We note that one motion was taken with the case. On May 12, 1988, the Drainage District filed in this court a motion to strike the Sanitary District's exhibits Nos. 1 through 4 and certain arguments in the Sanitary District's brief. The Sanitary District has filed no response to the motion to strike.
The Drainage District's motion alleges that exhibits Nos. 1 through 4 of the Sanitary District were never offered or admitted into evidence and therefore should not be considered by this court. The motion to strike also alleges that certain contentions advanced in the Sanitary District's brief are unsupported by facts or evidence in the record and should not be considered by this court.
Regarding the four exhibits, courts have held that in the absence of a stipulation between the parties, matters not properly part of the record cannot be considered by a court on review (People v. Haas (1981), 100 Ill. App. 3d 1143, 427 N.E.2d 853) even though they may be included in the record or transcript. (Iczek v. Iczek (1963), 42 Ill. App. 2d 241, 191 N.E.2d 648; People v. Sheridan (1977), 51 Ill. App. 3d 963, 367 N.E.2d 422, cert. denied (1978), 435 U.S. 975, 56 L. Ed. 2d 68, 98 S. Ct. 1622; People v. Reese (1984), 121 Ill. App. 3d 977, 460 N.E.2d 446.) In the instant case, we find no reference to defendant's exhibit No. 1 in the report of proceedings. Defendant's exhibits Nos. 2, 3, and 4 were marked, identified by a defense witness, and used briefly in connection with the direct examination of that witness. However, none of the four exhibits were ever filed in the circuit court and none were introduced, much less proffered, into evidence during the proceedings below. (See People v. Gholston (1984), 124 Ill. App. 3d 873, 464 N.E.2d 1179.) As these documents are dehors the record and there was neither a stipulation between the parties, nor a request made to this court seeking to supplement the record with four exhibits, the Drainage District's motion to strike is allowed as to the defendant's four exhibits, as well as to any facts or argument contained in the defendant's brief which pertain to these exhibits. Similarly, the Drainage District's motion to strike the unsupported statements is allowed as these statements refer to matters dehors the record. In re Estate of Williams (1982), 109 Ill. App. 3d 828, 441 N.E.2d 412.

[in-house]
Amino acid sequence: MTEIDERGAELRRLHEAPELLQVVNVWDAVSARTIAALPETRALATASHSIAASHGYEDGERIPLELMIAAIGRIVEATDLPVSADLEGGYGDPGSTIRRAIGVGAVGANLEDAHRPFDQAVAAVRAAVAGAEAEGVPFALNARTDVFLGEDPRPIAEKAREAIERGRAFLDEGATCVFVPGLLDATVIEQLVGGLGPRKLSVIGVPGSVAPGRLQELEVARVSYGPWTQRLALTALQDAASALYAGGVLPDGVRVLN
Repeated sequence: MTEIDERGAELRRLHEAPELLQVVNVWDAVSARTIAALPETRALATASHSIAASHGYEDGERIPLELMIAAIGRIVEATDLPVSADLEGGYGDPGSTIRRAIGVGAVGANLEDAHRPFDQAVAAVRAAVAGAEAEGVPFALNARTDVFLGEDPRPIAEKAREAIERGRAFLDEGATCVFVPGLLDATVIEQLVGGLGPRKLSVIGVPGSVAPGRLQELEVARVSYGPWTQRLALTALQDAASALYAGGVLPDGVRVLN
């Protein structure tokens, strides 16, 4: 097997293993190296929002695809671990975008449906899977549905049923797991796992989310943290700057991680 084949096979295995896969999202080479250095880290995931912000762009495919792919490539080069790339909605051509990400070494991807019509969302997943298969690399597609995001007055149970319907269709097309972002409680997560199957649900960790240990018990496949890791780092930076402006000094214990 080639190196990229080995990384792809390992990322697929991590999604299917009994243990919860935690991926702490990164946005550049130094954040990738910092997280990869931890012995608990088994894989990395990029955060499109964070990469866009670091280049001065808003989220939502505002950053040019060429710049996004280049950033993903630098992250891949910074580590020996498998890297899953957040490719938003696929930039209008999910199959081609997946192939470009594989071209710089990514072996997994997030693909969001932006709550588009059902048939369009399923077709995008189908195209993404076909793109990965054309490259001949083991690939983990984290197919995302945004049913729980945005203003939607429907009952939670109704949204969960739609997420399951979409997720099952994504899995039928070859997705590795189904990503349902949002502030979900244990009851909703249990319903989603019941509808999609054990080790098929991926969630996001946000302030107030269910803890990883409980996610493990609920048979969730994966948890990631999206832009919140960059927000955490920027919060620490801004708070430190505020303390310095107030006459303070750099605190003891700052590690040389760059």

For the foregoing reasons, the judgment of the circuit court of Champaign County is affirmed.
© 2002 VersusLaw Inc.